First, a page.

The question many investors are asking, will gold price move up further? I have not written about economic issues for a long time, but i think the probability of gold moving up higher is quite high, as long as US dollar is trending low.
Many economists have voiced out against the present floating system of exchange rate and many have also advocated going back to the gold standard.
I will post an excellent article from the Forbes magazine here about this.
Time To Reform The International Monetary System
Charles W Kadlec
Restoring gold’s role in currency markets should be at the top of the G-20’s agenda.
A funny thing happened on the way to the G-20 meeting in Seoul, South Korea, this week: The world’s growing dissatisfaction with U.S. policy toward the dollar has derailed the Obama administration’s proposal to elevate trade balances as the reference point for currency values. Instead of asserting America’s traditional leadership role, President Barack Obama is confronting calls to replace the U.S.–and the dollar–as the center of the international monetary system.
The no-confidence vote led by China, Japan and Germany and supported by Brazil is the direct consequence of the Obama administration’s embrace of a Nixonian, weak-dollar policy as it struggles to resuscitate the U.S. economy. Blaming the Chinese renminbi-dollar exchange rate for high U.S. unemployment is eerily similar to the claims made by President Richard Nixon when, in 1971, he promised that suspending dollar/gold convertibility and an 8.5% devaluation of the dollar would make American labor more competitive.
Like President Nixon, Treasury Secretary Timothy Geithner claims that the U.S. supports a strong dollar. But just as in the early 1970s, the U.S. is unabashedly following an easy-money policy at home while letting the dollar fall on international currency markets.
With the world’s monetary system tethered to the dollar, this mix of U.S. policies led to the great, global inflation of the 1970s. No wonder the scramble is on to find a permanent replacement for the dollar.
The surprising answer may turn out to be a gold standard designed to reflect the realities of a 21st-century global economy.
World Bank President Robert Zoellick, writing in last Sunday’s Financial Times, broke a sound barrier among the leadership of the Group of Eight industrial countries with regards to restoring gold to a central role in a new, international monetary system. Such a system, he wrote, “is likely to need to involve the dollar, the euro, the yen, the pound and the renminbi. … The system should also consider employing gold as an international reference point of market expectations about inflation, deflation and future currency values. Although textbooks may view gold as the old money, markets are using gold as an alternative monetary asset today.”
Zoellick’s proposal should be considered for several reasons.
First, the leading alternatives to gold would represent a grand new experiment in operating the international monetary system, introducing yet more uncertainty into a developed world struggling to recover from financial crisis, and a developing world attempting to cope with an unstable dollar and hot money flows.
No single currency has the credibility or liquidity to displace the dollar. The sovereign debt crisis among E.U. countries limits the euro’s role, while lack of infrastructure and liquidity–and political risks–rule out the renminbi. And the central banks of Britain and Japan have not shown themselves to be particularly skillful in providing a stable currency within their own economies.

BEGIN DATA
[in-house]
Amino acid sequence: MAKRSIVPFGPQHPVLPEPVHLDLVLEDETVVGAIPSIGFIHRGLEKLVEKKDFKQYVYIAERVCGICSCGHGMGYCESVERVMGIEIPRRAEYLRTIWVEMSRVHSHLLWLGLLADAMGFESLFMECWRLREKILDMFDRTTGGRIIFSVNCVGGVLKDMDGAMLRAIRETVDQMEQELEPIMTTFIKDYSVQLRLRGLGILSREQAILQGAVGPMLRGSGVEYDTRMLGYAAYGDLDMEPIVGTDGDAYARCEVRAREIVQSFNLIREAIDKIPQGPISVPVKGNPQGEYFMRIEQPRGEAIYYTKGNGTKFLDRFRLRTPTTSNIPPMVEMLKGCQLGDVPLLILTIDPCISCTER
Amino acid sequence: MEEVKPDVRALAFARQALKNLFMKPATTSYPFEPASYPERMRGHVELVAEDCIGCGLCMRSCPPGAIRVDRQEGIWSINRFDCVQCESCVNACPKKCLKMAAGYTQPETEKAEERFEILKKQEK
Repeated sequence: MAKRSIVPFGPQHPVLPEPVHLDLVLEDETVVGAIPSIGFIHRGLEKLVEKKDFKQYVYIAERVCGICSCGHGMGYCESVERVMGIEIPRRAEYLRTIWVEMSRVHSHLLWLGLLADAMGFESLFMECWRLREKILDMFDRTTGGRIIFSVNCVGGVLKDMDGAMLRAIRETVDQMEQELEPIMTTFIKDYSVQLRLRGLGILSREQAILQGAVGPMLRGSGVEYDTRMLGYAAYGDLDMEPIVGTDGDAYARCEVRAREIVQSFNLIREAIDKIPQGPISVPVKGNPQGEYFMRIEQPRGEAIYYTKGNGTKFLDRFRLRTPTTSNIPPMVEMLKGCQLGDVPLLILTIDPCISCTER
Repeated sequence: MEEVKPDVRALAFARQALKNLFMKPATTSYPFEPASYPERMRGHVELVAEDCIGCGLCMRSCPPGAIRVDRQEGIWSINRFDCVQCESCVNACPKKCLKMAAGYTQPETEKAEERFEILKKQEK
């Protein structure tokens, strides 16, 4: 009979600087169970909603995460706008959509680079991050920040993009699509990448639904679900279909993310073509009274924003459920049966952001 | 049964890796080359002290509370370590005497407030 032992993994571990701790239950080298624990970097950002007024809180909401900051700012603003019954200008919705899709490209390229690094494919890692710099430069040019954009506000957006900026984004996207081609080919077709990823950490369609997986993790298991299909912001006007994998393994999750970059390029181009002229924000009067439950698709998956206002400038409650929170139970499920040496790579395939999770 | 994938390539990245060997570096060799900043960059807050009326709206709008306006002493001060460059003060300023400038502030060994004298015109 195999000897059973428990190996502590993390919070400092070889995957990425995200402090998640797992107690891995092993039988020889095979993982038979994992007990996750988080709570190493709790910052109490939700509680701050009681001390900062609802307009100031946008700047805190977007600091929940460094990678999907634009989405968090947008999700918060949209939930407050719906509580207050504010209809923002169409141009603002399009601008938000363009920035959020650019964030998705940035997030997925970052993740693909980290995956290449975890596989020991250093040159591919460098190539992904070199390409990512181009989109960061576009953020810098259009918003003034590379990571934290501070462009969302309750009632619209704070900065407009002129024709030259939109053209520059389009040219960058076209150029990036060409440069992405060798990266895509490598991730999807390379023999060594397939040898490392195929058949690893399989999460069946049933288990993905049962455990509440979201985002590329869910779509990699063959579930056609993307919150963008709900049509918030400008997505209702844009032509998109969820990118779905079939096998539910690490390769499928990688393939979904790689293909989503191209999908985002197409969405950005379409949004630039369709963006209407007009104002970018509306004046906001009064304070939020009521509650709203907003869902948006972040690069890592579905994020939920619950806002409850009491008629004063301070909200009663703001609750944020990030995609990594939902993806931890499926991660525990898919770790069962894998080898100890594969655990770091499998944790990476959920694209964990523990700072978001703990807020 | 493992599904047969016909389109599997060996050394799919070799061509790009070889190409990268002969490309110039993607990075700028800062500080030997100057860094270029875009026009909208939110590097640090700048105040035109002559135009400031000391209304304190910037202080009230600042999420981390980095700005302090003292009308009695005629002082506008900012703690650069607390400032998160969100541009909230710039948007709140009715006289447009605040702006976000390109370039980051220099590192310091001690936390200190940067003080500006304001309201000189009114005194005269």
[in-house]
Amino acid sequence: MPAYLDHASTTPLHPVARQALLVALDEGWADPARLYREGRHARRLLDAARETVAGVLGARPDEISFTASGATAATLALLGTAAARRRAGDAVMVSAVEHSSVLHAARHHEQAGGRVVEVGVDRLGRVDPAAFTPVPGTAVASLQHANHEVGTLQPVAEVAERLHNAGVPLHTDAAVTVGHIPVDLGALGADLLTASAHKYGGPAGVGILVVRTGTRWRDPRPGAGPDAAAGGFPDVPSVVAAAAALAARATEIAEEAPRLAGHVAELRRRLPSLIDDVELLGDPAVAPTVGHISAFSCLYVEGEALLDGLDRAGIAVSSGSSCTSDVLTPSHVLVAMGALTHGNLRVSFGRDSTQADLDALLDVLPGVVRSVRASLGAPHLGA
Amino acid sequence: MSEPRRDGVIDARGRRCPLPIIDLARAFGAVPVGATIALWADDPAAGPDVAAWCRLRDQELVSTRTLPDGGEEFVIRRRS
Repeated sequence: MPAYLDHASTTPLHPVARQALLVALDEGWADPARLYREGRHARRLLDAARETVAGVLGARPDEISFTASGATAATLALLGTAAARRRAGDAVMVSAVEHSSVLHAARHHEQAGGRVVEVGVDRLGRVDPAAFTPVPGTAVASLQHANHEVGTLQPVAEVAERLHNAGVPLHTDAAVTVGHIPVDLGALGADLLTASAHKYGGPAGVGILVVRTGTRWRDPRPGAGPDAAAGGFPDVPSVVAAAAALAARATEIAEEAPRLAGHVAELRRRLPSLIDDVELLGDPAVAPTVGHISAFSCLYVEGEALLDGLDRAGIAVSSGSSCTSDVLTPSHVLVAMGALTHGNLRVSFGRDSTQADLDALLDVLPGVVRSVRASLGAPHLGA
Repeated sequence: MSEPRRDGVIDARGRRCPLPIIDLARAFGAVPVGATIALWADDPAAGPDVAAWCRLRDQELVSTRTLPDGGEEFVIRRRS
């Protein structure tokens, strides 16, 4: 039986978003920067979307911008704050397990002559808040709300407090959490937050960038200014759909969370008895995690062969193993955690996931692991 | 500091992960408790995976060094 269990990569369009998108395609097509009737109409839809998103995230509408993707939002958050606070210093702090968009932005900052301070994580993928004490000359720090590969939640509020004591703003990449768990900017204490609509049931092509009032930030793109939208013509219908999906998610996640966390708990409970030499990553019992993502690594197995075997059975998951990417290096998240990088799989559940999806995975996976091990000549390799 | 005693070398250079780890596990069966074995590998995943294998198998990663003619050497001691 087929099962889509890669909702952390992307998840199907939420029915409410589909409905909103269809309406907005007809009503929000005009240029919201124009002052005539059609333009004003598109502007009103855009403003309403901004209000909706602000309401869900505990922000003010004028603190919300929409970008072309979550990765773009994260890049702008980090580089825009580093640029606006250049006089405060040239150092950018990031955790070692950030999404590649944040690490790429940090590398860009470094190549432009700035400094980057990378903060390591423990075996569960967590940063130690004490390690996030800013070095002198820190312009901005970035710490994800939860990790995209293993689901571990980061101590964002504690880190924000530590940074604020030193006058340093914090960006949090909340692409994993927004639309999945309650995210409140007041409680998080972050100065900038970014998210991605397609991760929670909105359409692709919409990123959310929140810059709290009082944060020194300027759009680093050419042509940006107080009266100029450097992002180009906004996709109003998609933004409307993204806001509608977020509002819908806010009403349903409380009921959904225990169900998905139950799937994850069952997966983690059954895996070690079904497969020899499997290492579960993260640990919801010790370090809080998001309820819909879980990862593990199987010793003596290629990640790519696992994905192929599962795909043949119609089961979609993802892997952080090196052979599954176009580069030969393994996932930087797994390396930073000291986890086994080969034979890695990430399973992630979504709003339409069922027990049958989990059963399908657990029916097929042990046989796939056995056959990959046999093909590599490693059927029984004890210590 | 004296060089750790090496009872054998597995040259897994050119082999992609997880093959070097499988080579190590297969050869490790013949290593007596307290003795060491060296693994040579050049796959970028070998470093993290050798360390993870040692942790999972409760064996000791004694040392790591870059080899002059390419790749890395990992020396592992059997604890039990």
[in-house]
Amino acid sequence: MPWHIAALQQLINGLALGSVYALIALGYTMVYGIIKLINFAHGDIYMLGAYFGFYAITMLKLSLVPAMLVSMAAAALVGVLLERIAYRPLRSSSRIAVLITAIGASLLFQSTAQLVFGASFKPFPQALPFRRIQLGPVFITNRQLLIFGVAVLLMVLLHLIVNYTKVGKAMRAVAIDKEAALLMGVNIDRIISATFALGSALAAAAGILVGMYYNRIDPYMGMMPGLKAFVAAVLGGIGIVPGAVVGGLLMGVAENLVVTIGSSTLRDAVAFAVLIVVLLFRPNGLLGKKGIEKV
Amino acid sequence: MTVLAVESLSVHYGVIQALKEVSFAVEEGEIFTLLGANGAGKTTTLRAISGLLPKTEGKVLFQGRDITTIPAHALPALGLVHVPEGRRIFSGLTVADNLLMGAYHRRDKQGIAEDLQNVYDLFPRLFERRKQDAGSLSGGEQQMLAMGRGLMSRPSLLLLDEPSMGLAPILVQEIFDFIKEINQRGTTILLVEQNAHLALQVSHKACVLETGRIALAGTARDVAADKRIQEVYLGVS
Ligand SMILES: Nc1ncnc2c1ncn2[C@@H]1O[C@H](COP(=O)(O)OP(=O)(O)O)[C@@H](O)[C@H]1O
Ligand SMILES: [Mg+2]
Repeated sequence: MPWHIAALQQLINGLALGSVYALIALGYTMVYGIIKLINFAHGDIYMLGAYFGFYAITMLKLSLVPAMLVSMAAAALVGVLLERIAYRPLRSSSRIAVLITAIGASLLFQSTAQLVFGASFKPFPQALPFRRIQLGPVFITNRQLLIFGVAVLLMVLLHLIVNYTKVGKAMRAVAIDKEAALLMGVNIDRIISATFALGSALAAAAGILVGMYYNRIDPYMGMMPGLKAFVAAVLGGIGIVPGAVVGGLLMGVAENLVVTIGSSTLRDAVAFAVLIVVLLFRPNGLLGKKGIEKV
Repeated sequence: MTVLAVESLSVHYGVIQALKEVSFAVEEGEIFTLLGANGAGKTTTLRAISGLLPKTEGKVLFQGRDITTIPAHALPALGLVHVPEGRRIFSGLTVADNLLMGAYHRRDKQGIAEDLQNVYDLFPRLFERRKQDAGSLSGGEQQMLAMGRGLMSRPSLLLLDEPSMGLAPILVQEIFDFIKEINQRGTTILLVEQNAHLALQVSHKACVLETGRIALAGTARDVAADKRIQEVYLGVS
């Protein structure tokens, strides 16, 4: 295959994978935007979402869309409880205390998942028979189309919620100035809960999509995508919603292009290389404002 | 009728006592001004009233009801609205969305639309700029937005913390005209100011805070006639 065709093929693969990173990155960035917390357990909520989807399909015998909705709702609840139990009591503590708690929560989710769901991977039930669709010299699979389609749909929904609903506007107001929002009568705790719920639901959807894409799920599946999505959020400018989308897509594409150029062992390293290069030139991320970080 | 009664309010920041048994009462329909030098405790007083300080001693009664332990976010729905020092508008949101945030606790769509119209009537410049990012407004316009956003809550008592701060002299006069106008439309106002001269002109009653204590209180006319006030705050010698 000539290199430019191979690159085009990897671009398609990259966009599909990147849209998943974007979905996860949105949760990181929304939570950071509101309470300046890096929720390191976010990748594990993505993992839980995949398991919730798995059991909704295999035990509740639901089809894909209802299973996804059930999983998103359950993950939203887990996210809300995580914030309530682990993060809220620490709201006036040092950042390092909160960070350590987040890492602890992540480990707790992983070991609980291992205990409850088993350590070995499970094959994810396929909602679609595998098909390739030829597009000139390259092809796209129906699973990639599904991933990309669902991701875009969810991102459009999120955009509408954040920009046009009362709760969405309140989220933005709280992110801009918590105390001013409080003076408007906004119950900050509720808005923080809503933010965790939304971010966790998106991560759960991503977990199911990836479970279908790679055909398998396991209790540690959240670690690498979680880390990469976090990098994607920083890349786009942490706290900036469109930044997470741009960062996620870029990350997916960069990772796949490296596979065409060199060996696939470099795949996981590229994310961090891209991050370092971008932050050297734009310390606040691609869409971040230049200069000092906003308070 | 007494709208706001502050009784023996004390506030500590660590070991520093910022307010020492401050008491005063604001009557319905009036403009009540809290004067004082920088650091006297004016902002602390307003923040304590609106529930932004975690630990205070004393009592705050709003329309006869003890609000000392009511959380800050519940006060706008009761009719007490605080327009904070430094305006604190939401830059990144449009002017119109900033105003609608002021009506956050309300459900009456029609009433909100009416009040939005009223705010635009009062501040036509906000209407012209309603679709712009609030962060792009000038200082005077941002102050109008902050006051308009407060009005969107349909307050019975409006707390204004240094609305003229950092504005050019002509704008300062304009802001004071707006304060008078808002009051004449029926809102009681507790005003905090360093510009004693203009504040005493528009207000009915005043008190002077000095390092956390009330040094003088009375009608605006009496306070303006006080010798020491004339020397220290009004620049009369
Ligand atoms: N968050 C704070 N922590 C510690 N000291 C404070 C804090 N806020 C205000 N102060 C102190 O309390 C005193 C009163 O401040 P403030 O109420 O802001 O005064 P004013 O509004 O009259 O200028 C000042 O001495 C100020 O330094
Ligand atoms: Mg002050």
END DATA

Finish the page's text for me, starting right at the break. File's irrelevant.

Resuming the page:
A basket of currencies, codified in an elevated role for the IMF’s Special Drawing Rights as an international medium of exchange, would face an extraordinary number of technical and pragmatic obstacles. Who would be empowered to decide the appropriate quantity of SDRs in the world? What agency would conduct the equivalent of open market operations? Empowering a new panel of men and women to manage the world’s currency system would raise more questions than it would answer, potentially triggering yet another currency crisis.
Patching up the current system of floating exchange rates will not provide a solution. Floating exchange rates have simply failed to fulfill their promise of addressing global trade imbalances. For example, since 1967 the dollar has been devalued by 72% against the euro and 75% against the yen. Yet net exports have gone from a modest surplus in 1967 to a $390 billion deficit–equivalent to 2.7% of GDP–in 2009. Given this history, the claim that greater currency flexibility can be used to reduce trade imbalances, or that if the Chinese would allow the dollar to fall by 20% or 40% against the renminbi the U.S. economy would be stronger and the unemployment rate lower, is simply not credible.
Finally, the longer the floating exchange rate system has been around, the more frequent and more intense the international crises. The 1970s were marked by oil shocks of 1973 and 1979, the 1980s by the Latin American debt crisis and the stock market crash of 1987, the 1990s by the Mexican peso crisis and the Asian currency crisis, and now the 2008 international financial crisis, the European sovereign debt crisis and the threat of a currency war.
During the Bretton Woods era of the 1950s and 1960s, the dollar was a reliable means of exchange. It delivered stable prices, facilitated the post World War II economic “miracles” of Western Europe and Japan, and helped a 20-year period of 4% growth in the U.S. The different results between that era, in which the dollar was linked to gold, and the growing uncertainty and instability of the past 40 years, show it was gold, not the dollar, that provided the vital ingredient for a growing world economy, price stability and modest trade imbalances. Restoring gold’s role as the key reference point therefore should be at the top of the G-20’s agenda for reforming the international monetary system.